"(16) The adoption of a public policy addressing speculative and abusive registration of domain names should provide that holders of prior rights recognised or established by national and/or Community law and public bodies will benefit from a specific period of time (a ‘sunrise period’) during which the registration of their domain names is exclusively reserved to such holders of prior rights recognised or established by national and/or Community law and public bodies."
This suggests that the legislation should address “speculative” registrations, but the only provision mandated in this respect is the introduction of an .eu sunrise period.
23. Article 1(b) of Regulation (EC) no 733/2002 refers to the adoption following consultation of:
"public policy on speculative and abusive registration of domain names including the possibility of registrations of domain names in a phased manner to ensure appropriate temporary opportunities for the holders of prior rights recognised or established by national and/or Community law and for public bodies to register their names"
Therefore, the Commission was mandated to address the question of “speculative” registrations but again this seems predominantly in the context of the sunrise period.
24. The wording of the Regulation appears, however to have gone further. Although Recital 11 refers to “first-come-first-served” as the “basic principle” of registration, Recital 16 states as follows:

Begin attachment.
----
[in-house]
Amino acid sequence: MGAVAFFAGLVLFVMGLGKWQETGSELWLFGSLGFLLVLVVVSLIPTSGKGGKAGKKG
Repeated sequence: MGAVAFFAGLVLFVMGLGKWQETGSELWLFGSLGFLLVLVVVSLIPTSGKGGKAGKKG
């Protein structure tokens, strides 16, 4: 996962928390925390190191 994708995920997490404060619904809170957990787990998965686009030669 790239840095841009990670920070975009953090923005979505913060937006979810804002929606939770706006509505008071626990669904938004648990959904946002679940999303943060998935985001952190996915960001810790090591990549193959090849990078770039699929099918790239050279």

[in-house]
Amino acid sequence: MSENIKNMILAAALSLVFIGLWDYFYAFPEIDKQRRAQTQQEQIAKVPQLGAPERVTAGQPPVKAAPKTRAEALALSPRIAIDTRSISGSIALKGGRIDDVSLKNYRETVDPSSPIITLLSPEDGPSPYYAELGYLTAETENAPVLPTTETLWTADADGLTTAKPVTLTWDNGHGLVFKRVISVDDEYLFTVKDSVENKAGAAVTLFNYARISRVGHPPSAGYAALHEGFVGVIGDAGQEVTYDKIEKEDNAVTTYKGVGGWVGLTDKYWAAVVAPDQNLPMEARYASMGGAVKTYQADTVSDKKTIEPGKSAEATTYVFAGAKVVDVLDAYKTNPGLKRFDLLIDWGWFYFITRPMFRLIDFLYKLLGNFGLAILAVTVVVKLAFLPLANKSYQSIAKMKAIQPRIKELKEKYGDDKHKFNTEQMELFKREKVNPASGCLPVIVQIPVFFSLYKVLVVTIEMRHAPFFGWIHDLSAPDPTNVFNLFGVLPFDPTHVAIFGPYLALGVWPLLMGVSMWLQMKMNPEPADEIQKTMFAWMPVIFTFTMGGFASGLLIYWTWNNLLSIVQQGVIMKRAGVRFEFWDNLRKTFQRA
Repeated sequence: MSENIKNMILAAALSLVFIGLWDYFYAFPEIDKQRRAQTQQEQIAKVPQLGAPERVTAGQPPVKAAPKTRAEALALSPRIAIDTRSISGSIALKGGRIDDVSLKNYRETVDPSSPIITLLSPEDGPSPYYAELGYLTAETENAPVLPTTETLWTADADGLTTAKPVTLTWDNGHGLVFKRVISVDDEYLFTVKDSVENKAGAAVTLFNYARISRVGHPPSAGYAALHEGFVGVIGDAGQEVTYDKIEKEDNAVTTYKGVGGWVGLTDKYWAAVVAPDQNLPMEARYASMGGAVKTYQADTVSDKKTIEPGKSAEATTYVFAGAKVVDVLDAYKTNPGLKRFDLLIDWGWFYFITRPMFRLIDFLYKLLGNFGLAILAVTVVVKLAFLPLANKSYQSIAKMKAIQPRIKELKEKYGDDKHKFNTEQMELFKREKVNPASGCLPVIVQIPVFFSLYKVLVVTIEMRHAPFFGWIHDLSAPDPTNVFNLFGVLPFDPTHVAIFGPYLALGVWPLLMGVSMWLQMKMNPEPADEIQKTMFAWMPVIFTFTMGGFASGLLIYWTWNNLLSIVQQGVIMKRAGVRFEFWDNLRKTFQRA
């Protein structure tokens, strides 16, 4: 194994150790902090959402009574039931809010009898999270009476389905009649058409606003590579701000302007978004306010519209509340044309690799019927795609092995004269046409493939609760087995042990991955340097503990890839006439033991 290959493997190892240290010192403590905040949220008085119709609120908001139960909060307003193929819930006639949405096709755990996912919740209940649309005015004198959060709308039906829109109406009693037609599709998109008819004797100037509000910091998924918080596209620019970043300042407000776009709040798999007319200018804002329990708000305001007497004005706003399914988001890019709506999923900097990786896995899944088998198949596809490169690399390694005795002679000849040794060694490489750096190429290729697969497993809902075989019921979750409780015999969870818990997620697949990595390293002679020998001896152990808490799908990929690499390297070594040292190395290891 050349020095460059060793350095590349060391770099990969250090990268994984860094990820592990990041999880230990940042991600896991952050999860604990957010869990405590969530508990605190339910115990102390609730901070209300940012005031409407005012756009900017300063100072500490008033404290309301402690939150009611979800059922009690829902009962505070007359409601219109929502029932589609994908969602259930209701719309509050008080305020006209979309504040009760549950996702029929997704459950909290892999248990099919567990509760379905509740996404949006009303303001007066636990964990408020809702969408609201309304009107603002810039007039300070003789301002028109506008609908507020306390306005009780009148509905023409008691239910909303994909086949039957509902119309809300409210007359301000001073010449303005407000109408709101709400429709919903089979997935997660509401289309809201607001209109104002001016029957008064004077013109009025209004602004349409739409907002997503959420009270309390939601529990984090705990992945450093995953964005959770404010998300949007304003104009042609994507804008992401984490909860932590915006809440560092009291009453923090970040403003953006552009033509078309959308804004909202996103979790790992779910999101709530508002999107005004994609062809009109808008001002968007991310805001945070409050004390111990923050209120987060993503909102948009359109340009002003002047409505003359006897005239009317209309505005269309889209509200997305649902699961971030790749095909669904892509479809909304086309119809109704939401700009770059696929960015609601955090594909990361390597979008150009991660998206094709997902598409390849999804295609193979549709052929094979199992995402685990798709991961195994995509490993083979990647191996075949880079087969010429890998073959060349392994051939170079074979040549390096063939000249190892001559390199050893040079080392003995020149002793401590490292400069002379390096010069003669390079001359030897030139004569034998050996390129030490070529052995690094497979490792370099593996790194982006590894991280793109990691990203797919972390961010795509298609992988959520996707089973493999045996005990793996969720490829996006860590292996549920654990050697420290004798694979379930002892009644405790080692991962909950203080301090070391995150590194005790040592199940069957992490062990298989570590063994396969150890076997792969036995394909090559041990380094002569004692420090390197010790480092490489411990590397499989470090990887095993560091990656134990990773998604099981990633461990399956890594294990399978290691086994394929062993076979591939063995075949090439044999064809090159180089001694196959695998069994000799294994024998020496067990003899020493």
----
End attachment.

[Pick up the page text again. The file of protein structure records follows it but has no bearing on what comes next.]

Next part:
"(16) The Registry should provide for an ADR procedure which takes into account the international best practices in this area and in particular the relevant World Intellectual Property Organization (WIPO) recommendations, to ensure that speculative and abusive registrations are avoided as far as possible."
Therefore, it seems that the Commission sought to set its face against speculative registration per se, and not just in the context of the sunrise procedure.
25. Further, the wording of the Regulation itself supports that view. Article 22(1) refers to the commencement of proceedings where a “registration is speculative or abusive within the meaning of Article 21” and talks of the revocation of “speculative” or “abusive” registrations (Article 22(11)). Further, Article 21 itself is headed “speculative and abusive registrations”
26. The trouble is that the term “speculative” is not defined in either of the regulations and does not appear in the text of Article 21 itself. Is it then intended as merely a synonym for abusive registration, or does it do something more? If it does add something more, does it justify a radical departure from the UDRP position so as to make registration and trading in .eu domain names unconnected with any other business activity?
27. The fact that such a fundamental question was left hanging in the Regulation is unfortunate. It is also puzzling since such trading activities were well known at the time that each of the regulations were prepared. It is a fact that does not reflect well on the drafters of the legislation.
28. There is no discussion of this issue in Case C‑569/08 Internetportal und Marketing GmbH v Richard Schlicht, which is currently before the ECJ; although it is interesting to note that the Commission may have put forward the position in argument that the concept of “legitimate interests” and “bad faith” “constitute a single fact” (see Opinion of the Advocate General paragraph 45).